9-1-1 star Ryan Guzman says his character, Eddie, will have to learn to loosen the reigns as his son, Christopher, navigates adolescence.

“Christopher, [actor] Gavin [McHugh], actually, is incredibly tall now and he has his own teenage vernacular now,” Guzman, 37, exclusively told Us Weekly while discussing season 7 of the ABC series. “So it is strange, now that I’ve come to know both character and artist, their evolution is in synchronicity. Watching him portray Christopher in this manner now is just, like, ‘Wow, kid, you’ve really grown up.’”

Guzman and McHugh, 13, joined 9-1-1 at the start of the show’s second as a single father and his son navigating the next chapter of their lives after Christopher’s mom, Shannon (Devin Kelley), left them. In her absence, Eddie learned to lean on members of the 118, like Buck (Oliver Stark), for help as he raised his son, who has cerebral palsy. Season 7, however, sees Chris wanting independence from his dad, and Eddie is faced with learning how to parent a teenager.

In the first episode of the season, the twosome find themselves at odds when Eddie discovers Christopher has been dating multiple girls in his class at once. Although he recruits Buck for advice, Guzman told Us that Eddie will need to give Christopher more independence and space moving forward.

“I think with Christopher, it’s going to be more of an exploration towards this new version of himself,” he explained. “And then for Eddie, it’s going to be allowing him to do that because Eddie has always had a strong hold on who Christopher is, what Christopher’s doing, what he can and can’t eat, all that stuff. It’s going to be an opportunity for Eddie to sit back, and can he sit back is the real [question].”

As for the actors themselves, Guzman couldn’t praise McHugh, or his performance, enough. “I feel like he’s been doing an incredible job this season,” Guzman told Us, noting that McHugh plays into the lighthearted tension between the father-son duo “so well.”

Season 7 isn’t all about Christopher’s dating life. Eddie is also navigating his own relationship with his girlfriend, Marisol (Edy Ganem). After the couple jump too quickly into moving in together — while Christopher is “away for a couple of days” in episode 4 — Eddie quickly backtracks the offer.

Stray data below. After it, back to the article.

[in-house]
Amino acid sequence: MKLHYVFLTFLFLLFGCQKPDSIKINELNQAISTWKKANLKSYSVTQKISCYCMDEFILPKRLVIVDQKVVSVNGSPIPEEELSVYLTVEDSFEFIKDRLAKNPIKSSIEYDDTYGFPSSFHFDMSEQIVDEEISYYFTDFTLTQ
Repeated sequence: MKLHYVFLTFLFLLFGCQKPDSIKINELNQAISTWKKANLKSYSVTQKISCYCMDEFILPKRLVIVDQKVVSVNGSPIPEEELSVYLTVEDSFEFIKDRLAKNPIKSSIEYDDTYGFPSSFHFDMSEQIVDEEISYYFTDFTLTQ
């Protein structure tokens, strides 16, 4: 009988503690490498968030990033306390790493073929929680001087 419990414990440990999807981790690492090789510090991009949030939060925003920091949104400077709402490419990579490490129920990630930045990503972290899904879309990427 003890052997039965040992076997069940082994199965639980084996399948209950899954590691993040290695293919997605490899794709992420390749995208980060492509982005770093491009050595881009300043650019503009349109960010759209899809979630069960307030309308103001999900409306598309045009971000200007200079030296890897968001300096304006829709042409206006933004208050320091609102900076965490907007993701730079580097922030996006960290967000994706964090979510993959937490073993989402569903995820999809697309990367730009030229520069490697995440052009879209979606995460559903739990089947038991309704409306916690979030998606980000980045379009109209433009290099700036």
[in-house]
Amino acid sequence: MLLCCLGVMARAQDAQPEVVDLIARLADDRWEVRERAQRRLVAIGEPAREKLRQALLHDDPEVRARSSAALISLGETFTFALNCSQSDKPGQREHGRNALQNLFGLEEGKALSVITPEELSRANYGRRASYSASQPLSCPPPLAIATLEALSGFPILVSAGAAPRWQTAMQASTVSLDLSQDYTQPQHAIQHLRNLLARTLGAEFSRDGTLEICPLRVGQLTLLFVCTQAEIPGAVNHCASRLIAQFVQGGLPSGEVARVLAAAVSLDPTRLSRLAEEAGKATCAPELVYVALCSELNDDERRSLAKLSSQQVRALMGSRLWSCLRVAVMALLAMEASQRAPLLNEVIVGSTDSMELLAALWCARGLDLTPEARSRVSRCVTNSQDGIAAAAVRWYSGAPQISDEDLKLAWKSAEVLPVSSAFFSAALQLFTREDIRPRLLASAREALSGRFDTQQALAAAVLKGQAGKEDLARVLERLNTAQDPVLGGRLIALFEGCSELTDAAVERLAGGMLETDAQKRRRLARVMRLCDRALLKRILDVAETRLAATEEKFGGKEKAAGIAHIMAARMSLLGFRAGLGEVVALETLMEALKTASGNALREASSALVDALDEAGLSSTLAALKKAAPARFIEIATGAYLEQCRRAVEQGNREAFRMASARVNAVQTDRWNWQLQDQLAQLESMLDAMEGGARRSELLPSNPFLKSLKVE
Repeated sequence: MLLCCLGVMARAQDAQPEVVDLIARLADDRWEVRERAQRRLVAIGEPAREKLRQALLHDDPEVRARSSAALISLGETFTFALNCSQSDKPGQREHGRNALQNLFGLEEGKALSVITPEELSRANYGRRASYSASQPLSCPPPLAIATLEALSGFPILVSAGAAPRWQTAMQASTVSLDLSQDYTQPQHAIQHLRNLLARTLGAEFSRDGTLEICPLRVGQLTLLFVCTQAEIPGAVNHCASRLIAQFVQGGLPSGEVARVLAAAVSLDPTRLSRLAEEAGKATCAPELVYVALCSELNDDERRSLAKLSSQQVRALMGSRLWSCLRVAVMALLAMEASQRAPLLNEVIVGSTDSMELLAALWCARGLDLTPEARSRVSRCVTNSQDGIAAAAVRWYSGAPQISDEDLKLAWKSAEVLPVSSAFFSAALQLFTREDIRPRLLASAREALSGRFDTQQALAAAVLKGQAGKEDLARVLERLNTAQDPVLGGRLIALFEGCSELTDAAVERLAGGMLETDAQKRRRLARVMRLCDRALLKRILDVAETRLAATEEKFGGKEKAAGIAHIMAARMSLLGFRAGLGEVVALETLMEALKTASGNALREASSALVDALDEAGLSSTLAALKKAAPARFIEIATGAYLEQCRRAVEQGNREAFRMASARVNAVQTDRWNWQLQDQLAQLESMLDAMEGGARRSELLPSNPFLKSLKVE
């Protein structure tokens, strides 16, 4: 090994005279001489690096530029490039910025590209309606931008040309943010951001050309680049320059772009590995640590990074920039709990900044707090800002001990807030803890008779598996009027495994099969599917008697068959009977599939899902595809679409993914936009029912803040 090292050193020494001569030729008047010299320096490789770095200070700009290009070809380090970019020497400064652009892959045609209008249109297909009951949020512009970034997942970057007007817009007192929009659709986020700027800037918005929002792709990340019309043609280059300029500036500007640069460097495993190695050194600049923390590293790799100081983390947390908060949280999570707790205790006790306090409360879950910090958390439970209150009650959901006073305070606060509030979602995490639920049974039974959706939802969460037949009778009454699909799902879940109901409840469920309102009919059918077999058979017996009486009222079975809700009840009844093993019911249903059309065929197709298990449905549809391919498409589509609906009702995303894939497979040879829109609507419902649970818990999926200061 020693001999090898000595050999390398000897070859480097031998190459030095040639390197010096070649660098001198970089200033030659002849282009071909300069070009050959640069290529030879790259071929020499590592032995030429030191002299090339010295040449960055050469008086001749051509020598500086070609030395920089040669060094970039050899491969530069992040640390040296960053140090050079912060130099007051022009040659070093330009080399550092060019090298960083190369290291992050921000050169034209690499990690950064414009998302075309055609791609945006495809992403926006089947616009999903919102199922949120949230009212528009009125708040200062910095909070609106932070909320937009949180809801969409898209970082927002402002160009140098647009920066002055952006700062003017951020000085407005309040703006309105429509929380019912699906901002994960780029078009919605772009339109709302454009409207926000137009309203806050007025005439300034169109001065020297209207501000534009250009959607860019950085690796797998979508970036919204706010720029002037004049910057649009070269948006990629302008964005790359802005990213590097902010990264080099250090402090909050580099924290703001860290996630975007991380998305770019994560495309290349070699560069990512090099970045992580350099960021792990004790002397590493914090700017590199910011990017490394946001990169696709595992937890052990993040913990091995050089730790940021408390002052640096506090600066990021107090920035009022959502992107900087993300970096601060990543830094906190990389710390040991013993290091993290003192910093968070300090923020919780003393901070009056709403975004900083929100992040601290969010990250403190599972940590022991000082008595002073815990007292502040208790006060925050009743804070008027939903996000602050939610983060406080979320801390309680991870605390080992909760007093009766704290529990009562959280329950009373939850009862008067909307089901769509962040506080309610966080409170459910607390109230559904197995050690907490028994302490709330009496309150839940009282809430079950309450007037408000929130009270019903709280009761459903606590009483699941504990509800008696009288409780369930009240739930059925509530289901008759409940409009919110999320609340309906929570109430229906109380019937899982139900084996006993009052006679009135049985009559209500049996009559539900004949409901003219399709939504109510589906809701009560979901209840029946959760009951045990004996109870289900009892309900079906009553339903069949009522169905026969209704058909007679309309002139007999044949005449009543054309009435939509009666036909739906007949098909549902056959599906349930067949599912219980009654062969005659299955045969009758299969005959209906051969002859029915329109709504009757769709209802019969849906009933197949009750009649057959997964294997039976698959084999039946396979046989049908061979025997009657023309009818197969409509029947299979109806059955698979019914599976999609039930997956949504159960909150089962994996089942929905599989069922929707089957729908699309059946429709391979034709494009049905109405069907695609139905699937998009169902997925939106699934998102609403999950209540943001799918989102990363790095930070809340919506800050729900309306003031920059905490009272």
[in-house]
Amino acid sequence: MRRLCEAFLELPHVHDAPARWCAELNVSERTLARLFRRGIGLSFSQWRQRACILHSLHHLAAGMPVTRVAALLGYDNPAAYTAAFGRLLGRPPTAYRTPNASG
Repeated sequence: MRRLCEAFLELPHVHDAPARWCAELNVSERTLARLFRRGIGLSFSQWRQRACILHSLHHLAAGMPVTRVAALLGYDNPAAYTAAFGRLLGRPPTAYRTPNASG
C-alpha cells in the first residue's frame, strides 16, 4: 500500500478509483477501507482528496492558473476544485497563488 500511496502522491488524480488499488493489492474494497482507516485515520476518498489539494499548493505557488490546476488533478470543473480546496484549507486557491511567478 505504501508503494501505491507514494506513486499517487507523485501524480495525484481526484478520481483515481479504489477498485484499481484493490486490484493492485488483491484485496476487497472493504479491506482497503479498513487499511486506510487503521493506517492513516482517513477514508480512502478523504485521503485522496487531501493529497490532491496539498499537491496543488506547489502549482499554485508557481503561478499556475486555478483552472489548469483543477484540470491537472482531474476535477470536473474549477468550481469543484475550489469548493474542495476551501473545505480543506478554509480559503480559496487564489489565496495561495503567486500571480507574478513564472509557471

The realization that the pair are moving too fast is a huge moment of “growth” for Eddie, Guzmain noted, adding that “Eddie needs to understand who he’s dealing with before he invites them into this very convoluted life.”

Putting his son first is also imperative. “I think first and foremost is what it will do for Christopher,” he continued. “He’s always got Christopher on the front end of his mind. So I think there was a lot of growth at the end of this episode and a very hopeful Eddie again.”

In more ways than one, season 7 has presented a lighter side to Eddie, which longtime viewers will know is a shakeup from years past. But after serving in Afghanistan, dealing with the death of his estranged wife, facing panic attacks and PTSD and surviving a nearly fatal gunshot wound, Guzman is ready to let Eddie have some fun.

“We’ve had all the traumatic stuff, the drama, the past seasons of him going through his war and losing all of his friends and so much heaviness,” he told Us. “And I think what the conduit to actually unveiling this new lightheartedness was connecting with his sense of community.”

That community, of course, is the 118 — especially Buck and Captain Nash (Peter Krause), who Guzman calls Eddie’s “rocks.”

“Allowing [Eddie] to be vulnerable in front of [Buck and Bobby] and share his story and getting a safe space has given me as the actor and Eddie as the character, the opportunity to just be lighthearted and have a little bit more fun,” Guzman said. “And I think that’s his mindset now is just, like, how do we turn the frown upside down?”

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